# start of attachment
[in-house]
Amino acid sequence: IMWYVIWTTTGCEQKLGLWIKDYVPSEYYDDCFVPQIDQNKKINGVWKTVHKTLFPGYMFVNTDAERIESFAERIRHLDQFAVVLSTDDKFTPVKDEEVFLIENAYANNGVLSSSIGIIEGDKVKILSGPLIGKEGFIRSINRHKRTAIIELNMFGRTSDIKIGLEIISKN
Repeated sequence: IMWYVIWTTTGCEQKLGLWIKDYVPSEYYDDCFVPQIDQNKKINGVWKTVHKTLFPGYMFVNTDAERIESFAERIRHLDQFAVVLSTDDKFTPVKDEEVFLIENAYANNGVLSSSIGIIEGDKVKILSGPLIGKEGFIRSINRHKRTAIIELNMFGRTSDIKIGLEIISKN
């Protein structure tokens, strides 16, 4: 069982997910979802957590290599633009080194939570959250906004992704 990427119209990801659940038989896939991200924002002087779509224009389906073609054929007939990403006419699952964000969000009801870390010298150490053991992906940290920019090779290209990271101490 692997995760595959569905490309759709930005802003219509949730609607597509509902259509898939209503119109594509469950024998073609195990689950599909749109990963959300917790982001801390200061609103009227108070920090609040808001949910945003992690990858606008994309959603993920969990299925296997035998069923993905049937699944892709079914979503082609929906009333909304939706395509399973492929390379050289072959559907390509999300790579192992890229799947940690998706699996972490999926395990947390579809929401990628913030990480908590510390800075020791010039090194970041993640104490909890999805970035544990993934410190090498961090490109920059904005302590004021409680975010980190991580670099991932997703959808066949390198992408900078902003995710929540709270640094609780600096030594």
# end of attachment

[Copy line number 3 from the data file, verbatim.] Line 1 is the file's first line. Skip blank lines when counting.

Repeated sequence: IMWYVIWTTTGCEQKLGLWIKDYVPSEYYDDCFVPQIDQNKKINGVWKTVHKTLFPGYMFVNTDAERIESFAERIRHLDQFAVVLSTDDKFTPVKDEEVFLIENAYANNGVLSSSIGIIEGDKVKILSGPLIGKEGFIRSINRHKRTAIIELNMFGRTSDIKIGLEIISKN